Gordon Willis, ASC 1932-2014

Gordon Willis, ASC the brilliant artist cinematographer of the the three Godfather movies, Annie Hall, Manhattan,  Klute, The Parallax View, All the Presidents Men and so many other great movies has passed. His bold photography helped define the look of 1970s cinema and was high regarded and studied by his colleagues.

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Regarding his work on “The Godfather,” Variety wrote in 1997, “Among “The Godfather’s” many astonishments, the photography by Gordon Willis — a rich play with light and shadow — confirmed Willis’ genius but was especially striking as an extension of Francis Ford Coppola’s creative intelligence. ” Coppola once said, “He has a natural sense of structure and beauty, not unlike a Renaissance artist.” He faced resistance at first to not showing Marlon Brando’s eyes, purposely obscuring the lighting to suggest the family’s corruption. “There were times when we didn’t want the audience to see what was going on in there and then subtly, you let them see into his soul for a while,” Willis famously said.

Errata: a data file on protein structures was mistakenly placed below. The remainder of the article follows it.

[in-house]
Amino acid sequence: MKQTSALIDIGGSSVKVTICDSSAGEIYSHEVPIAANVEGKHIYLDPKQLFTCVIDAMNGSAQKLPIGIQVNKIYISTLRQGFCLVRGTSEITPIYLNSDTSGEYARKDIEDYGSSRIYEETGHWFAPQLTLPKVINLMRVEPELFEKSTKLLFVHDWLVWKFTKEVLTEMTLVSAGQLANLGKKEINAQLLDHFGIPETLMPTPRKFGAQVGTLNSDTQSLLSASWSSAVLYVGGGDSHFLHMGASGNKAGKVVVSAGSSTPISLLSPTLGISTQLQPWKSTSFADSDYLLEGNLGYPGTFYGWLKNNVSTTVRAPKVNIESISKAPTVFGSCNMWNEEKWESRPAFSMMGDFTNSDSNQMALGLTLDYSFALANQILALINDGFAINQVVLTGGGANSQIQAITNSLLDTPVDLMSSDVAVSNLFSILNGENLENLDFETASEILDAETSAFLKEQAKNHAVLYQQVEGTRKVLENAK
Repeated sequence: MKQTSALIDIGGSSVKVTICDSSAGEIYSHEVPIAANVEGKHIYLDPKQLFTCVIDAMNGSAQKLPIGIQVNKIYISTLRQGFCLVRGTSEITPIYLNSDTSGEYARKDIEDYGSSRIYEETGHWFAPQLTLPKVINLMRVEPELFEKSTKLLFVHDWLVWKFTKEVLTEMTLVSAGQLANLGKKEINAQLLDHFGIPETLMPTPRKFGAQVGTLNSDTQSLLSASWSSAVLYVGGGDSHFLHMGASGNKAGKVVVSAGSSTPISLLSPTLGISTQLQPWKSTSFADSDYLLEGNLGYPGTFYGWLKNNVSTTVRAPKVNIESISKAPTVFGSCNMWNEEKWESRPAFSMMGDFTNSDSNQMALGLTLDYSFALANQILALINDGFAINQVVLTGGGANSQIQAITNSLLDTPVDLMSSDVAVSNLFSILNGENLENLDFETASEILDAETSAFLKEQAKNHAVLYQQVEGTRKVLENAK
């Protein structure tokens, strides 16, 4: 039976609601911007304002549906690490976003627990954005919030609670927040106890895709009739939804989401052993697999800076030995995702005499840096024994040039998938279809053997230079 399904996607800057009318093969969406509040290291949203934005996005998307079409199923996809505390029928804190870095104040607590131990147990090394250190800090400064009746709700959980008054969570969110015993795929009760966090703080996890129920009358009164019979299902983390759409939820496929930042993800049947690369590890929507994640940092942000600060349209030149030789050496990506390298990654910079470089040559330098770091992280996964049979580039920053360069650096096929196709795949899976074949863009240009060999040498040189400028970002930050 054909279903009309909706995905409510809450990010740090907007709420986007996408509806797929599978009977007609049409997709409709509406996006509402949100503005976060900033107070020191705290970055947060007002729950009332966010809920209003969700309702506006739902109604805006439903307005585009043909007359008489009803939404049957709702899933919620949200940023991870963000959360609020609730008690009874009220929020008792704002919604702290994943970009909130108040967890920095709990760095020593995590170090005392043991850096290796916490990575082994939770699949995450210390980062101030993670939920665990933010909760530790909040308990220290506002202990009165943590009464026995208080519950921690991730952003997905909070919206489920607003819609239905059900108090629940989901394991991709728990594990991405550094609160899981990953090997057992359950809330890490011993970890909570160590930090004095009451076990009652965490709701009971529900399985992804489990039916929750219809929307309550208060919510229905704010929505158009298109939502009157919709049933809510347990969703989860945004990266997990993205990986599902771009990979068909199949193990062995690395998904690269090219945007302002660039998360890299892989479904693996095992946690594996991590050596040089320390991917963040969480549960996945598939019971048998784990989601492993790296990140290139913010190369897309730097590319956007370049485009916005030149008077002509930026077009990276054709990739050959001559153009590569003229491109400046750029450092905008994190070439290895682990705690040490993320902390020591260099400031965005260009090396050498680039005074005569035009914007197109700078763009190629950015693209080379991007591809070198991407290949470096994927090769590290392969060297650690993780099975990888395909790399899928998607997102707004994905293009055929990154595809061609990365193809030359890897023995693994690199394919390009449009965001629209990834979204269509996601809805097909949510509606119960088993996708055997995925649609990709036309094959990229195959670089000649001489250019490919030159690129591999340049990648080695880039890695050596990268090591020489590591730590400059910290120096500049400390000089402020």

His long collaboration with Woody Allen also included shooting “Interiors,” “Stardust Memories,” “Broadway Danny Rose,” “The Purple Rose of Cairo” and “Zelig.” Hal Ashby hired Willis for his first film, “The Landlord,” and during the 1970s he shot pics such as “Bad Company,” “The Drowning Pool,” “Up the Sandbox” and “Little Murders.” In later years, he worked on “Malice,” “The Pick-Up Artist” and “The Money Pit” and Bridges’ “Perfect” and “Bright Lights, Big City.”